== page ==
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Anderson County taxpayers may be on the hook for more than $69,000 in additional expenses to house its inmates and pay their emergency medical costs should the governor’s current budget pass.
Jailer Joani Clark said the $69,000 Anderson County usually receives in bail allotment funding is simply not there in the governor’s biennial budget, which is proposing a overall 5 percent cut to the Department of Corrections.
About $960,000 statewide has been cut from the draft budget for Kentucky counties with closed jails, Clark said, for those communities like Anderson who transport prisoners to a facility out of the county.
The $69,000 Anderson County usually receives in bail allotment funds helps pay for housing, meals, basic care and payment to Shelby County Detention Center for use of their facility, she said.
A $69,000 loss in funding is equivalent to losing 2,379 days or a little more than a month out of the year to house Anderson’s average daily number of inmates, according to Clark.
Anderson County pays $29 per inmate for an average of 60 inmates a month, she said.
And that housing money has to be paid one way or another, Clark told the Anderson County Fiscal Court during its work session last Tuesday night, whether that money comes from the state or local tax revenue.
“In a county our size, it’s big,” Clark said of the impact bail allotment funding has on the jail budget. “That’s another $69,000 the county will have to make up from somewhere if that money disappears.”
Governor Steve Beshear’s budget also omits language regarding catastrophic medical care for inmates, Clark said, or about $900,000 in state funding.
Catastrophic medical care is used for inmates who require emergency medical assistance for anything from inmates suffer heart attacks while incarcerated to medical expenses for pregnant women while they’re in custody, according to Clark.
“It only takes one inmate with some kind of problem to cost you 50-, 60-thousand dollars,” she said.
Catastrophic medical care hasn’t been needed this past year, she said, but the county has required it in the past.
In the last five years, three Anderson County inmates gave birth to children while in custody, Clark said. She estimated that without the catastrophic medical care for inmates, the county would have paid at least $15,000 for the female inmates’ care.
Inmate Timothy Branson, charged with the murder of his wife, required two surgeries for an apparent self-inflicted gunshot wound to the temple in 2012, Clark said.
Out of pocket expenses for that kind of medical treatment and the 24-hour guard at the hospital would have been at least $150,000-200,000 for the county, if not more, she said.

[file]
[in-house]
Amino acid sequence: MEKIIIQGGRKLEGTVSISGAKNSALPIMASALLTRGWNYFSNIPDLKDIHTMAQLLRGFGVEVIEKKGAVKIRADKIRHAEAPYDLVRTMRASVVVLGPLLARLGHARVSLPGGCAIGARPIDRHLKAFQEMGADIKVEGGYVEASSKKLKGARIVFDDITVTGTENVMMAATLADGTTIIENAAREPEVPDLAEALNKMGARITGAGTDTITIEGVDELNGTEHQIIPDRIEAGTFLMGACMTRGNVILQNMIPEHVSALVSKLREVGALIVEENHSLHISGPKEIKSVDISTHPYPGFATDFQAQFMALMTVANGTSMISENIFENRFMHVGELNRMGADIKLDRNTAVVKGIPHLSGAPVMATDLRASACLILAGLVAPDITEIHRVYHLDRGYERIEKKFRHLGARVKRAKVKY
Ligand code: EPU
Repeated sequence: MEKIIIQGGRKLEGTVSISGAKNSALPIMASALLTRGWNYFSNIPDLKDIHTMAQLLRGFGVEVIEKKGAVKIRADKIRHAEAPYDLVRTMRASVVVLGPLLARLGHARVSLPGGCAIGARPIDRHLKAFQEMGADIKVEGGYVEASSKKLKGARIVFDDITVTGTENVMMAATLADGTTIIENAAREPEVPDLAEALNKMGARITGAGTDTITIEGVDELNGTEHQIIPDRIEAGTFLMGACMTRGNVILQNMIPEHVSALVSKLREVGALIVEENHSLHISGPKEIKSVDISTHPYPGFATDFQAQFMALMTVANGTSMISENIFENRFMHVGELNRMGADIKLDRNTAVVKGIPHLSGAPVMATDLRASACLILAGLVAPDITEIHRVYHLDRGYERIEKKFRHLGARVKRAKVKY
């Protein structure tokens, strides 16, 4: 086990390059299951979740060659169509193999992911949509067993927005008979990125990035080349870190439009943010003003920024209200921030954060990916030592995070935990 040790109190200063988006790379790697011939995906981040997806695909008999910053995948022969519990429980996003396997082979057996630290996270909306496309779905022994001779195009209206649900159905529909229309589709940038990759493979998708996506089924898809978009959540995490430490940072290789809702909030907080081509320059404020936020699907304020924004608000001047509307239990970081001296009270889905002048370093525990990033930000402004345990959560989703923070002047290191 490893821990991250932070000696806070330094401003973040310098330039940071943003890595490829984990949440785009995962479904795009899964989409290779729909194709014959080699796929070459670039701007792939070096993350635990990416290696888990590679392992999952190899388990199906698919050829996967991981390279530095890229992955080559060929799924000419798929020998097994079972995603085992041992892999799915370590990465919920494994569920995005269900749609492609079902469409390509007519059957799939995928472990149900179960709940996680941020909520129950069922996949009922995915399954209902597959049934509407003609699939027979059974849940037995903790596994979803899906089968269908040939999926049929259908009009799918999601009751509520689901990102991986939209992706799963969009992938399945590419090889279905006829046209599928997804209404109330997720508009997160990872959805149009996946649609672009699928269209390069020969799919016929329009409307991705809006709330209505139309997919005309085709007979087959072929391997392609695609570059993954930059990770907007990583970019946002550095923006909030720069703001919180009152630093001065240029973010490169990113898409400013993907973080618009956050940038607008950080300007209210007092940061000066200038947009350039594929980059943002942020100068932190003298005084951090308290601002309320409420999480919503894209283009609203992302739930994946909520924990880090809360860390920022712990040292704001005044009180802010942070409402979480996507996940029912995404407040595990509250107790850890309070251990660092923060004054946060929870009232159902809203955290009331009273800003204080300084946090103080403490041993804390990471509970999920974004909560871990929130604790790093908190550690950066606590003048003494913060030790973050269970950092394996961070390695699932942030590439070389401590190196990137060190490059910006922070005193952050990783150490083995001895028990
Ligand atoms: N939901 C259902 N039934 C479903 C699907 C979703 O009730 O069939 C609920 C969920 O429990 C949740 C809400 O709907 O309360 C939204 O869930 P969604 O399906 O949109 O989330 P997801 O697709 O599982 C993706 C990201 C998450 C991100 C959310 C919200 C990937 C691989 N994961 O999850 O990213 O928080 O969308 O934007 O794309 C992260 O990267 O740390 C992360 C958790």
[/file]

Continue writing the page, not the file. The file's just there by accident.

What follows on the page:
The Jailers Association agreed last fiscal year to move money from its Local Corrections Assistance Fund to the Catastrophic Medical Fund to help balance the budget, Clark said, but that was not supposed to lead to no funding for subsequent budgets.
“They just took it away again last year without talking to anybody, so we’re not sure if that’s oversight or if they intended to do that,” Clark said.
Clark, who said she first learned of the proposed cuts for jails right after the governor presented his budget in January, petitioned the Senate Judiciary committee last Wednesday on behalf to the Kentucky Jailers Association to request restoring both funding streams.
Clark said the Senate Judiciary committee easily passed three other changes to House Bill 343 that the Jailers Association asked for, but restoring the bail allotment money and catastrophic medical funding may not go as smoothly in the coming weeks.
She said jailers across the state have been making phone calls and making appeals to their representatives about the remaining jail budget issues, and Clark said she’s spoken with both Sen. Julian Carroll as well as state Rep. Kim King.
Clark said she’ll need to compose a budget and get it approved by the fiscal court by April, which will likely be before the governor’s budget is passed by the General Assembly.
County Judge-Executive John Wayne Conway said the proposed $69,000 loss concerns him, as any loss of funding would.
“Anytime you lose that kind of money, it’s a concern,” he said.
Conway said if the governor’s budget passes in its current form, the bail allotment funds, which the county has already received for this fiscal year, would have to come from the county’s capital outlay fund.
The judge-executive said he feels the budget is in good shape, with about $1.5 million in reserves, and that the county will make budget transfers to support jail expenses if necessary.
“We just have to research that, we do have quite a bit of reserves and put it in there, maybe trim some places out of the general fund that we can trim,” Conway said.
Conway said he’s also hopeful that the savings promised through House Bill 463, which makes use of citations rather than arrests for low-level misdemeanor offenders, will help reduce overall jail costs for the county.